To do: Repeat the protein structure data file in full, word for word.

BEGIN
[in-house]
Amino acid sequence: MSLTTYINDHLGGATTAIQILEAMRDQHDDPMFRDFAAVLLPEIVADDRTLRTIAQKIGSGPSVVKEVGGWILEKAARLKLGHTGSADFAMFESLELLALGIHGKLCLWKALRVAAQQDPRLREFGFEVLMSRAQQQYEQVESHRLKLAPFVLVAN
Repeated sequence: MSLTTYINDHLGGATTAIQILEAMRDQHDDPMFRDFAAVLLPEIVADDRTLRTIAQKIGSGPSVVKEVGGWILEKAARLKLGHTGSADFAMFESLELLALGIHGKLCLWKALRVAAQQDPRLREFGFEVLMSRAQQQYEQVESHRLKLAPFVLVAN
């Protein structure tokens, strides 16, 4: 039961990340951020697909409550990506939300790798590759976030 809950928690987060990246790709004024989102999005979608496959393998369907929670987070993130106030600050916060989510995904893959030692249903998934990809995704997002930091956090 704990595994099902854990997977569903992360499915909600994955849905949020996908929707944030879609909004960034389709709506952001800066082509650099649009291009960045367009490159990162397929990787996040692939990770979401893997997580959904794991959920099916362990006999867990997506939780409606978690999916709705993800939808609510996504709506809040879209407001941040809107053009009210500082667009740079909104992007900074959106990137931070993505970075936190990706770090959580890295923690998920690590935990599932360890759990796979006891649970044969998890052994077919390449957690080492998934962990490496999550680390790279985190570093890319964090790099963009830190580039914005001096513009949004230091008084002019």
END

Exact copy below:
[in-house]
Amino acid sequence: MSLTTYINDHLGGATTAIQILEAMRDQHDDPMFRDFAAVLLPEIVADDRTLRTIAQKIGSGPSVVKEVGGWILEKAARLKLGHTGSADFAMFESLELLALGIHGKLCLWKALRVAAQQDPRLREFGFEVLMSRAQQQYEQVESHRLKLAPFVLVAN
Repeated sequence: MSLTTYINDHLGGATTAIQILEAMRDQHDDPMFRDFAAVLLPEIVADDRTLRTIAQKIGSGPSVVKEVGGWILEKAARLKLGHTGSADFAMFESLELLALGIHGKLCLWKALRVAAQQDPRLREFGFEVLMSRAQQQYEQVESHRLKLAPFVLVAN
């Protein structure tokens, strides 16, 4: 039961990340951020697909409550990506939300790798590759976030 809950928690987060990246790709004024989102999005979608496959393998369907929670987070993130106030600050916060989510995904893959030692249903998934990809995704997002930091956090 704990595994099902854990997977569903992360499915909600994955849905949020996908929707944030879609909004960034389709709506952001800066082509650099649009291009960045367009490159990162397929990787996040692939990770979401893997997580959904794991959920099916362990006999867990997506939780409606978690999916709705993800939808609510996504709506809040879209407001941040809107053009009210500082667009740079909104992007900074959106990137931070993505970075936190990706770090959580890295923690998920690590935990599932360890759990796979006891649970044969998890052994077919390449957690080492998934962990490496999550680390790279985190570093890319964090790099963009830190580039914005001096513009949004230091008084002019």